Sn one of the most famous frescoes of the Renaissance, “The School of Athens”, in the Vatican Museum, all three are there. The painter, Raphael (1483-1520)painted in profile in the right corner near the architect Bramante. In majesty, with his finger raised in the center, old Plato…
Sn one of the most famous frescoes of the Renaissance, “The School of Athens”, in the Vatican Museum, all three of them are there. The painter, Raphael (1483-1520) painted in profile in the right corner near the architect Bramante. In majesty, with his finger raised in the center, old Plato has the features of Leonardo da Vinci (1452-1519). As for the character in the foreground, dark face, leaning on a stone, he is none other than Michelangelo (1475-1564), whose exegetes believe that Raphael added him at the last minute to his composition.
The trio alone sums up the artistic revival of the Quattrocento and the resurrection of Rome under the rule of two great building popes, Julius II della Rovere and Leo X Medici. And the documentary by Constance Colonna-Césari, specialist in the papacy and art history, focuses on the year 1513 when Leonardo da Vinci, the most famous master of the time, expelled from Milan, arrived in Rome where the young Raphael Sanzio and the “divine” Michelangelo already occupy the place.
A young man in a hurry
Five years earlier, Julius II asked Michelangelo to decorate the ceiling of the Sistine Chapel. And what does it matter if the creator of La Pietà (1499) prefers the sculptor’s chisel to the painter’s brush. “A waste of time,” complains the artist who was also ordered by the pope to sculpt a monumental tomb for him. But in the climate of artistic rivalry reigning in Rome, such an order was not refused. Especially when a young and brilliant rival arises, called by the Pope to adorn the rooms of the Vatican.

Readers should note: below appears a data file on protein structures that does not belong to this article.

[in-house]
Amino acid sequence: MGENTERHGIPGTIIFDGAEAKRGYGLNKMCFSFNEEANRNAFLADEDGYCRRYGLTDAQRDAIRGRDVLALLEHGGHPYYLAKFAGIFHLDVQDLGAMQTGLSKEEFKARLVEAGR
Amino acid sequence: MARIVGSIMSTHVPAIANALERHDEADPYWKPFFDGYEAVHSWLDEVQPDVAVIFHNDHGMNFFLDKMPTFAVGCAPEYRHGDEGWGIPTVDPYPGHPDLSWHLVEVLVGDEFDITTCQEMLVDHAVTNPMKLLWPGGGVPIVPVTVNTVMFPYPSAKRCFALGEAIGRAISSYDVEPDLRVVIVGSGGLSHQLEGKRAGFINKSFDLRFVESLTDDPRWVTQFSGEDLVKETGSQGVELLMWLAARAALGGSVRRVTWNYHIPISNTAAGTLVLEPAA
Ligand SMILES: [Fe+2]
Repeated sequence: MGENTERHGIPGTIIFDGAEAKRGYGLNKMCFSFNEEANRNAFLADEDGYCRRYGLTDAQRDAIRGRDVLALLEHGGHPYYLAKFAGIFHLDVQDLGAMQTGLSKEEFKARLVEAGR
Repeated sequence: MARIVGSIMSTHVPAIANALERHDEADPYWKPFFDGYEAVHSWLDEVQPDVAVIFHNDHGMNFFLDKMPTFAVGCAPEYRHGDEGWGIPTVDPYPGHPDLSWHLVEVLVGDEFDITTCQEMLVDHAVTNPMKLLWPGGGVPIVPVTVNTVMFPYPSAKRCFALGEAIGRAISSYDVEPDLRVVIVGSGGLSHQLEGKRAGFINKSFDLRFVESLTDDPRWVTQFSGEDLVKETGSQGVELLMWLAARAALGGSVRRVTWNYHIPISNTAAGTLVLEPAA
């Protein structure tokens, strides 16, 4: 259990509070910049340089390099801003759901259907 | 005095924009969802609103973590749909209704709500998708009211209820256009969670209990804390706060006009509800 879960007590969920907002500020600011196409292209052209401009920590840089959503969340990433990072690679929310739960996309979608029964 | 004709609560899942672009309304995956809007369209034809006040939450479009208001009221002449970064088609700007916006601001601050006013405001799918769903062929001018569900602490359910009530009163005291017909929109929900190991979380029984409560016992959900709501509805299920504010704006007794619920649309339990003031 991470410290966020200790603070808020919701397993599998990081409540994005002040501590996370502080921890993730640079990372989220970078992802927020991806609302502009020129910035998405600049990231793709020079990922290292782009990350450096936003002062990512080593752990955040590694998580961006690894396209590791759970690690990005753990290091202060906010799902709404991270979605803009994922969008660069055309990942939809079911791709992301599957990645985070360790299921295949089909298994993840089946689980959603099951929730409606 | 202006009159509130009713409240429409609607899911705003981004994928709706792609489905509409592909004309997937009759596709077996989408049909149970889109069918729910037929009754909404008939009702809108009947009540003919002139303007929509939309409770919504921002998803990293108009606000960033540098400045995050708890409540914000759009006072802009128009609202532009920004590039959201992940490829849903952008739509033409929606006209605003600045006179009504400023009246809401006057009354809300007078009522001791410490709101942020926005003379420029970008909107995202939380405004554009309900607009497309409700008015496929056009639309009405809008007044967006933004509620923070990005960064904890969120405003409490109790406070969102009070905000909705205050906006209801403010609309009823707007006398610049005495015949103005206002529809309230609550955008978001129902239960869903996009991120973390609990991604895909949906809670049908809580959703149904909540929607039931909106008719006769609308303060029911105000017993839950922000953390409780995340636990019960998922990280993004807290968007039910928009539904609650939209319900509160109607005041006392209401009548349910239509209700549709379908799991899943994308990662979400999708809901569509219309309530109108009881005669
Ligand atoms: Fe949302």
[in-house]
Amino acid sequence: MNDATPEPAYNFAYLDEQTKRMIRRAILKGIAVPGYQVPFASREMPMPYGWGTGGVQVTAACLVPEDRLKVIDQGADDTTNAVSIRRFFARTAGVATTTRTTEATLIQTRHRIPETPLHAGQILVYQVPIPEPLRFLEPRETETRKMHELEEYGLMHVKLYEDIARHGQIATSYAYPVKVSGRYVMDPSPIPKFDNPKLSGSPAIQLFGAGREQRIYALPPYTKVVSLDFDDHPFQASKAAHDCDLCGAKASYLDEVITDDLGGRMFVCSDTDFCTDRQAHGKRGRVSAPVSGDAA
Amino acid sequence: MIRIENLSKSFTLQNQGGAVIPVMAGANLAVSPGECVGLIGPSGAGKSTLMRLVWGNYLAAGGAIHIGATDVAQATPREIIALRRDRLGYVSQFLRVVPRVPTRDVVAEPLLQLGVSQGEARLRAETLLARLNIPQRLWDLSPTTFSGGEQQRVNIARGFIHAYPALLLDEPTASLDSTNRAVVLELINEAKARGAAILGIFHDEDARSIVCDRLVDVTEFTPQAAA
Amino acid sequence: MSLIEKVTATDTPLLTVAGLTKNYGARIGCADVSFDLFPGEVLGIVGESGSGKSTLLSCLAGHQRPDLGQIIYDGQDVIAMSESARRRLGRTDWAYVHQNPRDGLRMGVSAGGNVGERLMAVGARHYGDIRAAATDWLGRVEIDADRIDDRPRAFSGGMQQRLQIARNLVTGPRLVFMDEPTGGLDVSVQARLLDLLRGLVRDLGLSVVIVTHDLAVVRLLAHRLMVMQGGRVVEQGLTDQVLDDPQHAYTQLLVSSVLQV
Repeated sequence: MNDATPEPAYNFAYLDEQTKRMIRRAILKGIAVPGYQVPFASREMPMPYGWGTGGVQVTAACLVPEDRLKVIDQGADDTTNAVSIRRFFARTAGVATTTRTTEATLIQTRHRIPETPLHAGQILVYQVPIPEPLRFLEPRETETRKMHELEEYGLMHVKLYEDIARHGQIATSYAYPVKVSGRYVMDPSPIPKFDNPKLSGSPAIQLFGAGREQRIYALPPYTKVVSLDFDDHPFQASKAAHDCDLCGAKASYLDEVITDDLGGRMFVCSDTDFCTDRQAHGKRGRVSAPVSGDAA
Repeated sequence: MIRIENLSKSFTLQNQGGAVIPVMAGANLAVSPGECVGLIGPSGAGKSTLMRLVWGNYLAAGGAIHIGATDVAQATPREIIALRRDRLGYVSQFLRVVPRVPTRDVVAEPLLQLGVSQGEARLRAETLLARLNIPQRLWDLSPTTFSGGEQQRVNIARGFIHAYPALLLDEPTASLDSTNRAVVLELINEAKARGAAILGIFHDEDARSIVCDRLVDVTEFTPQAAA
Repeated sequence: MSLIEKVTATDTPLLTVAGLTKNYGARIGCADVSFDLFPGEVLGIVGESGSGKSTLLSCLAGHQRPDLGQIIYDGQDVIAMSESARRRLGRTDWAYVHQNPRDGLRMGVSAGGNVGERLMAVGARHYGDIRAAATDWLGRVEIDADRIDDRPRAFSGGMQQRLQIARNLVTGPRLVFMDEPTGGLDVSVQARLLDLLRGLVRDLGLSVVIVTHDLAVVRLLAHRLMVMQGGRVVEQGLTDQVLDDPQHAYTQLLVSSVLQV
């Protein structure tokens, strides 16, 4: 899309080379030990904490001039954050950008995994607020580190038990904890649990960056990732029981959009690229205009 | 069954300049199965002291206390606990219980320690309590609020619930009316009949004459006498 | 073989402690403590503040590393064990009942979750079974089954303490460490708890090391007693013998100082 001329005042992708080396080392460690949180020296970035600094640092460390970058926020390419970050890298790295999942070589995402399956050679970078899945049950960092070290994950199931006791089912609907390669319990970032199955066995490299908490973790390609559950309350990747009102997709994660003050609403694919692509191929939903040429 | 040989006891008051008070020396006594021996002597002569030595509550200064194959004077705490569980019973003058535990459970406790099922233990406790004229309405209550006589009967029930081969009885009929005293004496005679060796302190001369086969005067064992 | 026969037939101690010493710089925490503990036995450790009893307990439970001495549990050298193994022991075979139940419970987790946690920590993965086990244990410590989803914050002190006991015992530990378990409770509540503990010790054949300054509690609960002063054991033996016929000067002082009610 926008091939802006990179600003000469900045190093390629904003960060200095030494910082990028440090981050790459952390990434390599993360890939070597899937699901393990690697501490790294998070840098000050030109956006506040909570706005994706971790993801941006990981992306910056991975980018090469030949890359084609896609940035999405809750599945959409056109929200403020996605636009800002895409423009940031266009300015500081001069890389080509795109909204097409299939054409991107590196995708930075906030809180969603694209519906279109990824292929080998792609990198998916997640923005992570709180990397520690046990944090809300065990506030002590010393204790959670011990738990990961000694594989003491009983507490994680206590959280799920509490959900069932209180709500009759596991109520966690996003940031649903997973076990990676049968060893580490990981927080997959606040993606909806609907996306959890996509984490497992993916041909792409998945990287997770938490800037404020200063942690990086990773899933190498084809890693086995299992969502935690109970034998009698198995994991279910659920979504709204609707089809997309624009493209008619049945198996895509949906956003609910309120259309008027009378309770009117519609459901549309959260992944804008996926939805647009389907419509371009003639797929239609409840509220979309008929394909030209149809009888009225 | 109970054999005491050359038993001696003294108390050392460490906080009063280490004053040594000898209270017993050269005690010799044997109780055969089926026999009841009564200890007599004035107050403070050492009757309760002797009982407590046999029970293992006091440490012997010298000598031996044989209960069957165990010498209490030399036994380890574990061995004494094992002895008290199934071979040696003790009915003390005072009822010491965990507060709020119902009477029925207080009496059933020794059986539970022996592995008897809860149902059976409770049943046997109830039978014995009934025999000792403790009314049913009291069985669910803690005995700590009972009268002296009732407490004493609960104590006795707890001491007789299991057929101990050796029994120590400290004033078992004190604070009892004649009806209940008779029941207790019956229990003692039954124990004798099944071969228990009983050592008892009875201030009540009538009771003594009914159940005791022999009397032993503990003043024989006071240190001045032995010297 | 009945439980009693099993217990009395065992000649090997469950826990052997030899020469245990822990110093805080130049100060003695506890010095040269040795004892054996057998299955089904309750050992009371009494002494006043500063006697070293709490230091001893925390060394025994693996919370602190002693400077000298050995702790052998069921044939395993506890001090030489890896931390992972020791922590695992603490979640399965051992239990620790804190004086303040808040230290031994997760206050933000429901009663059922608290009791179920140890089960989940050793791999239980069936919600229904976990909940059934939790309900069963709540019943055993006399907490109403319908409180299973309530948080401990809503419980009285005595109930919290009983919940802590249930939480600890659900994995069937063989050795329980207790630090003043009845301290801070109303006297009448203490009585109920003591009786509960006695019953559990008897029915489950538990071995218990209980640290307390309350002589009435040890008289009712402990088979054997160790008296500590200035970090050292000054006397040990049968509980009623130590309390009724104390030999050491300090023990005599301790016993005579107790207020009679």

Raphael, scion of a rich family from Urbino, is as sociable as Michelangelo is introverted. Arriving in 1508 on the banks of the Tiber, this young man in a hurry made Villa Farnesina, the sumptuous home of his protector Agostino Chigi (the pope’s banker), his “showroom”. He is inspired by the innovative and life-filled art of Michelangelo, whom he spied on at the Sistine to his great fury. But Raphael’s precocity, his talent, his ability to lead teams of artists, seduced the pope.
Leonardo, wise old man
Will the death of Julius II in February 1513 and the election of the Florentine Leo X reshuffle the cards? Especially since the new pontiff invited Leonardo da Vinci to work for the rediscovered splendor of Rome. Should we fear a clash between the father of the Mona Lisa and Michelangelo who was his rival in Florence? But there is respect between these sacred monsters.
Meanwhile, Raphael continued his meteoric rise with the direction of the construction site of Saint Peter’s Basilica and his appointment as “Prefect of Antiquities of Rome”, a prestigious position that Michelangelo also coveted. Commented on by art historians, this episode, one of the richest in the history of the Eternal City, returns to us in the freshness of a rebirth. A documentary not to be missed.
“The Masters of Rome, Michelangelo, Raphael and Leonardo da Vinci”, documentary by Constance Colonna-Césari, co-production ARTE-France/Effervescence Doc. Sunday February 11 at 5:40 p.m. on ARTE, and available on arte.tv from February 4 to May 10.